Chiera discusses COVID’s toll on teachers with N.J. Senate Education Committee

AFTNJ President Donna M. Chiera was among the speakers Jan. 6 during a virtual meeting with the New Jersey Senate Education Committee, the last session with state Sen. M. Teresa Ruiz as its chair.

“COVID has become a political football,” Chiera said, “and depending on which district you’re with or in, if the parents in your district are up in arms about masks and vaccines, the students are coming into that classroom with that attitude. And the teachers on the front line are seeing it.”

Due to staffing issues, teachers have been fulfilling duties that are normally handled by nurses, guidance counselors and custodians, she added.

In the COVID era, experienced educators have retired and those in the prime of their teaching careers have also stepped aside, so “ambassadors for the profession” are needed, Chiera said.

Collaboration is also needed on multiple levels.

“The professional voices, the people on the front line: They need to have a voice in what’s being implemented,” Chiera said. She also cited the importance of relationships with institutions of higher education to create “grow your own”-type teacher academies in the state, similar to the one Newark’s school district has with Montclair State University.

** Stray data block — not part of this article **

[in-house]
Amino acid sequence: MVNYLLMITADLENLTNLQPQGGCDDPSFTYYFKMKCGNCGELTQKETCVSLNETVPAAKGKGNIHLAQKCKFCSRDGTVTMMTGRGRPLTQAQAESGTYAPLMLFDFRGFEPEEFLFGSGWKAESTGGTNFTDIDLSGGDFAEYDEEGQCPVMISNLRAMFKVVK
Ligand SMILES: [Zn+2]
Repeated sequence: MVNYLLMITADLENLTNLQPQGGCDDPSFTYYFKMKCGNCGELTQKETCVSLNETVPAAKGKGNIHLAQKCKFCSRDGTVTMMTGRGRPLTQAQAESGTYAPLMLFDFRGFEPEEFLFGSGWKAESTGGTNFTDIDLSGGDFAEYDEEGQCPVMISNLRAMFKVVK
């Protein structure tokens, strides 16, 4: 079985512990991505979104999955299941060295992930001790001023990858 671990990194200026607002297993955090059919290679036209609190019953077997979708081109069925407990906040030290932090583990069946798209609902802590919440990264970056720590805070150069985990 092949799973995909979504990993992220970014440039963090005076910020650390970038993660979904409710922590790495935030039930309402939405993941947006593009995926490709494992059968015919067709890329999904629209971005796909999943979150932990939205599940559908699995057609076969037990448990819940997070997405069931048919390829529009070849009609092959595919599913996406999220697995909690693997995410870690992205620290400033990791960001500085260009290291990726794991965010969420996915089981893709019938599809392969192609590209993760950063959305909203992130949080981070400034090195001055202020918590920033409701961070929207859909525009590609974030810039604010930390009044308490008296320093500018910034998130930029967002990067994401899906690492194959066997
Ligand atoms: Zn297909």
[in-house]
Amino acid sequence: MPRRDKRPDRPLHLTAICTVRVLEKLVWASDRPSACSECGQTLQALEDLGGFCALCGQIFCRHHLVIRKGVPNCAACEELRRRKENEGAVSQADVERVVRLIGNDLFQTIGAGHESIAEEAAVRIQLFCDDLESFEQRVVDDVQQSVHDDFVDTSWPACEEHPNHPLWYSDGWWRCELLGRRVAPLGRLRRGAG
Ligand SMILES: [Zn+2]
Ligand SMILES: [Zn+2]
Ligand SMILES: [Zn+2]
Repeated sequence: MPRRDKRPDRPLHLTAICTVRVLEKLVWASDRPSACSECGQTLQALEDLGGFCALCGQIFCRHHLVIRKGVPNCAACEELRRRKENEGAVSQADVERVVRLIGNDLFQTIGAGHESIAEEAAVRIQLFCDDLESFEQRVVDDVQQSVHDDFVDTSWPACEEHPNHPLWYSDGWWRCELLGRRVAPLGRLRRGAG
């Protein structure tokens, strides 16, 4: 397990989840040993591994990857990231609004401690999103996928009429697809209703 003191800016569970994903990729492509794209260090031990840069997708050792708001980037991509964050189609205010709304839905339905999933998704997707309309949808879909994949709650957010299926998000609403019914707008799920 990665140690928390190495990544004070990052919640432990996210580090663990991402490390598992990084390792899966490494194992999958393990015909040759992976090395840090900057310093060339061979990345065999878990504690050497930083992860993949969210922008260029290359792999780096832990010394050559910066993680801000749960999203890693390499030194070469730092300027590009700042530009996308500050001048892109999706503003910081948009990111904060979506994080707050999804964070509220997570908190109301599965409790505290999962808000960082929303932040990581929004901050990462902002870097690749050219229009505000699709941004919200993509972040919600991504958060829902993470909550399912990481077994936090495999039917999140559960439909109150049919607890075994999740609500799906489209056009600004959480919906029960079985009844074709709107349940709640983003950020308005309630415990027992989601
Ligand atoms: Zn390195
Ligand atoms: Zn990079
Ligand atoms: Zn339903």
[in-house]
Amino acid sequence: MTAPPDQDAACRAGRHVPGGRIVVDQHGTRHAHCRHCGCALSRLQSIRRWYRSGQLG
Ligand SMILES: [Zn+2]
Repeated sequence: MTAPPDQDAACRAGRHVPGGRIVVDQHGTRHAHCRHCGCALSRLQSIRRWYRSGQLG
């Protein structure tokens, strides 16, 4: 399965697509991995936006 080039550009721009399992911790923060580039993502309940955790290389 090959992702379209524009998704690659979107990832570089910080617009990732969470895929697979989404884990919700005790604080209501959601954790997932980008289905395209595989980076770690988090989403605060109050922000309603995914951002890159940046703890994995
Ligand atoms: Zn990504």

Chiera and Ruiz were in agreement that thorough COVID testing is necessary in order for schools to remain open.

“We are not testing people as they walk [into] a building,” Chiera said. “Everyone else in the world has to get tested to go to a job. … The school building is a sacred building where the future of our global society depends on what happens in those school buildings. … We can certainly do a more rigorous testing program.”

“I am hoping … that this is where the state takes a clear approach in helping our districts so that superintendents don’t have to make their own decisions, but that they get what they need in place,” Ruiz replied.

In written testimony provided to the committee prior to the meeting, Chiera said the AFTNJ is in the process of assembling a teacher-shortage task force.

“By gathering information from union locals across the state, we will determine what their most-pressing concerns are and come up with action plans that best serve our members and their school districts,” Chiera wrote.